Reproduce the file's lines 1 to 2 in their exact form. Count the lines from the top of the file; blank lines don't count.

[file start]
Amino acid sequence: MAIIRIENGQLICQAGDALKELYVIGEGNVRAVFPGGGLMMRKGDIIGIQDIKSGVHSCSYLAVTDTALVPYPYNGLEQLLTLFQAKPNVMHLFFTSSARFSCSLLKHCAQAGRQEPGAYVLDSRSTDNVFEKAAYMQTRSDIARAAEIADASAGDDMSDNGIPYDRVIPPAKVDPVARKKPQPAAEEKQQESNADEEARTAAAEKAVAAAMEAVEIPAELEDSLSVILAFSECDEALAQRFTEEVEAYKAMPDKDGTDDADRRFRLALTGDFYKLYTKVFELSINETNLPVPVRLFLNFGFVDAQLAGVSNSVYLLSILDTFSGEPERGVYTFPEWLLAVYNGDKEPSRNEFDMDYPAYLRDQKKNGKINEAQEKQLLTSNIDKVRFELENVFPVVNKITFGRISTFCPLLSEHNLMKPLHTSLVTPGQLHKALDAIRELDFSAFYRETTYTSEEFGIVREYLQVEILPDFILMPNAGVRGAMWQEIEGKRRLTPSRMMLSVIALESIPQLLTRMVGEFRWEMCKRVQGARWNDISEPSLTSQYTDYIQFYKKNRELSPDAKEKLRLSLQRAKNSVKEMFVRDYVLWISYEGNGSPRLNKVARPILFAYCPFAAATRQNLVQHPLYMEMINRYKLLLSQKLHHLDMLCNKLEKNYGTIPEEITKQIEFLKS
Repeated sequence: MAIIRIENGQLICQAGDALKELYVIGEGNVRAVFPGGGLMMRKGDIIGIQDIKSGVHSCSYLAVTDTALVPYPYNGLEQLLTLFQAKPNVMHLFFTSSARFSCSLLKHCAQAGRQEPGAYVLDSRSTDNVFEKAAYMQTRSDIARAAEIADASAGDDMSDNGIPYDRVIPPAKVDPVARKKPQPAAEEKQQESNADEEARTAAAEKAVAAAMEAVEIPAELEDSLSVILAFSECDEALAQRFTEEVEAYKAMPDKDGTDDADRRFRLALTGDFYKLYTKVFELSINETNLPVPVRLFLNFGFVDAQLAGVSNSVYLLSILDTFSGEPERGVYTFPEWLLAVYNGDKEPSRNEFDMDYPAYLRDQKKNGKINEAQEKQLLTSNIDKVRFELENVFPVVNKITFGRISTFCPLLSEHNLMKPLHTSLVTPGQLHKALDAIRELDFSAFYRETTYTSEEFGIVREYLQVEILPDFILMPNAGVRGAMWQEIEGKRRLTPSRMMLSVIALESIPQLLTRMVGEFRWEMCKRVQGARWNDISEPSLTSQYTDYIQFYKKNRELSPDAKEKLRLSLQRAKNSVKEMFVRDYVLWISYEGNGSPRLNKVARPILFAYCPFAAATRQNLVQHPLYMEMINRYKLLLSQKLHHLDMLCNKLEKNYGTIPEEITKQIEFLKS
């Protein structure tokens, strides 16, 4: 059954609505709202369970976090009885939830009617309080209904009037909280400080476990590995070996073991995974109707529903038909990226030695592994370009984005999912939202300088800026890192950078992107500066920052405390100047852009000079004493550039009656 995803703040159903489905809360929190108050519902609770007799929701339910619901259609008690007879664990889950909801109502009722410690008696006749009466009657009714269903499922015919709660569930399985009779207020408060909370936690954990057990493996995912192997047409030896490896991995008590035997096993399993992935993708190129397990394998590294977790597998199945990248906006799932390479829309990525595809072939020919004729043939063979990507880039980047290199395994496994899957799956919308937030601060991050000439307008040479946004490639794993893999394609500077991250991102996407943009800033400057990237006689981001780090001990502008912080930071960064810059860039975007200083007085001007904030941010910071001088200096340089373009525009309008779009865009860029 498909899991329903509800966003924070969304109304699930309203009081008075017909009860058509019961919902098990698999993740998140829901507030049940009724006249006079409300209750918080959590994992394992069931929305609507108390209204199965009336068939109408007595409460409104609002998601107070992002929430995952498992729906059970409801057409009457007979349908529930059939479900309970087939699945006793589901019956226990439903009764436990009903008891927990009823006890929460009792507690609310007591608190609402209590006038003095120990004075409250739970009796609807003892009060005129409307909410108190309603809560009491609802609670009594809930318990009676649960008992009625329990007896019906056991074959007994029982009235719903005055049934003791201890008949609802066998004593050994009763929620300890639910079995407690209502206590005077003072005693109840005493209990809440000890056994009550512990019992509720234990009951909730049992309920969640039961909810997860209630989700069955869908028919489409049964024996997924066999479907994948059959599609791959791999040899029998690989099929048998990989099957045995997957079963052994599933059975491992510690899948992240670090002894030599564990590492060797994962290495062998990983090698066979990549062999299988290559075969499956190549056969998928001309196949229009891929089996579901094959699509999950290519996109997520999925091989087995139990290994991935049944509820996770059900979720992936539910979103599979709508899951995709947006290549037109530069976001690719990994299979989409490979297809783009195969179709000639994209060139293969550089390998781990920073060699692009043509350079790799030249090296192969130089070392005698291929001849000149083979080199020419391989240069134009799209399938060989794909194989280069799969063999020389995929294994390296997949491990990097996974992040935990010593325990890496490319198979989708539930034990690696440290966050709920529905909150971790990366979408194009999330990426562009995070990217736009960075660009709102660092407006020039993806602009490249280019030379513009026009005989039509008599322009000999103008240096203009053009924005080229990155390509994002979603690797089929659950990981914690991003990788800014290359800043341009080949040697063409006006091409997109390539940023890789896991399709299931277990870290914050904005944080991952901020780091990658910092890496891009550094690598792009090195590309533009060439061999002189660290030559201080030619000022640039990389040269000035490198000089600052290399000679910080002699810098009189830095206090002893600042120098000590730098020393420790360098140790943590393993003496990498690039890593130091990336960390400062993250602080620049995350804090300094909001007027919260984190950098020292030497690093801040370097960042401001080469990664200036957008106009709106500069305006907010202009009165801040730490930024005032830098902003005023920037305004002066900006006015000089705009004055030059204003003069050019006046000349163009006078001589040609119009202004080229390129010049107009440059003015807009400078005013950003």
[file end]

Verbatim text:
Amino acid sequence: MAIIRIENGQLICQAGDALKELYVIGEGNVRAVFPGGGLMMRKGDIIGIQDIKSGVHSCSYLAVTDTALVPYPYNGLEQLLTLFQAKPNVMHLFFTSSARFSCSLLKHCAQAGRQEPGAYVLDSRSTDNVFEKAAYMQTRSDIARAAEIADASAGDDMSDNGIPYDRVIPPAKVDPVARKKPQPAAEEKQQESNADEEARTAAAEKAVAAAMEAVEIPAELEDSLSVILAFSECDEALAQRFTEEVEAYKAMPDKDGTDDADRRFRLALTGDFYKLYTKVFELSINETNLPVPVRLFLNFGFVDAQLAGVSNSVYLLSILDTFSGEPERGVYTFPEWLLAVYNGDKEPSRNEFDMDYPAYLRDQKKNGKINEAQEKQLLTSNIDKVRFELENVFPVVNKITFGRISTFCPLLSEHNLMKPLHTSLVTPGQLHKALDAIRELDFSAFYRETTYTSEEFGIVREYLQVEILPDFILMPNAGVRGAMWQEIEGKRRLTPSRMMLSVIALESIPQLLTRMVGEFRWEMCKRVQGARWNDISEPSLTSQYTDYIQFYKKNRELSPDAKEKLRLSLQRAKNSVKEMFVRDYVLWISYEGNGSPRLNKVARPILFAYCPFAAATRQNLVQHPLYMEMINRYKLLLSQKLHHLDMLCNKLEKNYGTIPEEITKQIEFLKS
Repeated sequence: MAIIRIENGQLICQAGDALKELYVIGEGNVRAVFPGGGLMMRKGDIIGIQDIKSGVHSCSYLAVTDTALVPYPYNGLEQLLTLFQAKPNVMHLFFTSSARFSCSLLKHCAQAGRQEPGAYVLDSRSTDNVFEKAAYMQTRSDIARAAEIADASAGDDMSDNGIPYDRVIPPAKVDPVARKKPQPAAEEKQQESNADEEARTAAAEKAVAAAMEAVEIPAELEDSLSVILAFSECDEALAQRFTEEVEAYKAMPDKDGTDDADRRFRLALTGDFYKLYTKVFELSINETNLPVPVRLFLNFGFVDAQLAGVSNSVYLLSILDTFSGEPERGVYTFPEWLLAVYNGDKEPSRNEFDMDYPAYLRDQKKNGKINEAQEKQLLTSNIDKVRFELENVFPVVNKITFGRISTFCPLLSEHNLMKPLHTSLVTPGQLHKALDAIRELDFSAFYRETTYTSEEFGIVREYLQVEILPDFILMPNAGVRGAMWQEIEGKRRLTPSRMMLSVIALESIPQLLTRMVGEFRWEMCKRVQGARWNDISEPSLTSQYTDYIQFYKKNRELSPDAKEKLRLSLQRAKNSVKEMFVRDYVLWISYEGNGSPRLNKVARPILFAYCPFAAATRQNLVQHPLYMEMINRYKLLLSQKLHHLDMLCNKLEKNYGTIPEEITKQIEFLKS